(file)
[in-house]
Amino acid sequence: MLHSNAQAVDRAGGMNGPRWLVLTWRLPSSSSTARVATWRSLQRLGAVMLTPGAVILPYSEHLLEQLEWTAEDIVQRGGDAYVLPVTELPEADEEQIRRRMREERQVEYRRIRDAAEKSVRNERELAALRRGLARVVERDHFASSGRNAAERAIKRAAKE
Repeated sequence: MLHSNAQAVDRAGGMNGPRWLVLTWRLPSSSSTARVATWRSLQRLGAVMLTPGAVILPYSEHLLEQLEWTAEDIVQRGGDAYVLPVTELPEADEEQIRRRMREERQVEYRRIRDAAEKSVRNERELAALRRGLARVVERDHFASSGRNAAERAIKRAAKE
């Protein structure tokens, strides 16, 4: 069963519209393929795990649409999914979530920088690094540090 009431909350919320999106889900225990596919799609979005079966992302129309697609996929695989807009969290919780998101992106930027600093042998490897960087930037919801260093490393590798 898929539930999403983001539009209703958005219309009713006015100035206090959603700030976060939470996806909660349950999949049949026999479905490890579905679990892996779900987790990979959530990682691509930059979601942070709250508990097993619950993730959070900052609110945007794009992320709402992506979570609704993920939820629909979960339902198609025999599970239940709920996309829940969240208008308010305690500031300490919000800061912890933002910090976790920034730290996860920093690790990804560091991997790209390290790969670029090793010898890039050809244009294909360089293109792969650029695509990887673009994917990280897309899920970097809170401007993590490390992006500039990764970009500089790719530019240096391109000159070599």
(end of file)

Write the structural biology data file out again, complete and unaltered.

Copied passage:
[in-house]
Amino acid sequence: MLHSNAQAVDRAGGMNGPRWLVLTWRLPSSSSTARVATWRSLQRLGAVMLTPGAVILPYSEHLLEQLEWTAEDIVQRGGDAYVLPVTELPEADEEQIRRRMREERQVEYRRIRDAAEKSVRNERELAALRRGLARVVERDHFASSGRNAAERAIKRAAKE
Repeated sequence: MLHSNAQAVDRAGGMNGPRWLVLTWRLPSSSSTARVATWRSLQRLGAVMLTPGAVILPYSEHLLEQLEWTAEDIVQRGGDAYVLPVTELPEADEEQIRRRMREERQVEYRRIRDAAEKSVRNERELAALRRGLARVVERDHFASSGRNAAERAIKRAAKE
């Protein structure tokens, strides 16, 4: 069963519209393929795990649409999914979530920088690094540090 009431909350919320999106889900225990596919799609979005079966992302129309697609996929695989807009969290919780998101992106930027600093042998490897960087930037919801260093490393590798 898929539930999403983001539009209703958005219309009713006015100035206090959603700030976060939470996806909660349950999949049949026999479905490890579905679990892996779900987790990979959530990682691509930059979601942070709250508990097993619950993730959070900052609110945007794009992320709402992506979570609704993920939820629909979960339902198609025999599970239940709920996309829940969240208008308010305690500031300490919000800061912890933002910090976790920034730290996860920093690790990804560091991997790209390290790969670029090793010898890039050809244009294909360089293109792969650029695509990887673009994917990280897309899920970097809170401007993590490390992006500039990764970009500089790719530019240096391109000159070599």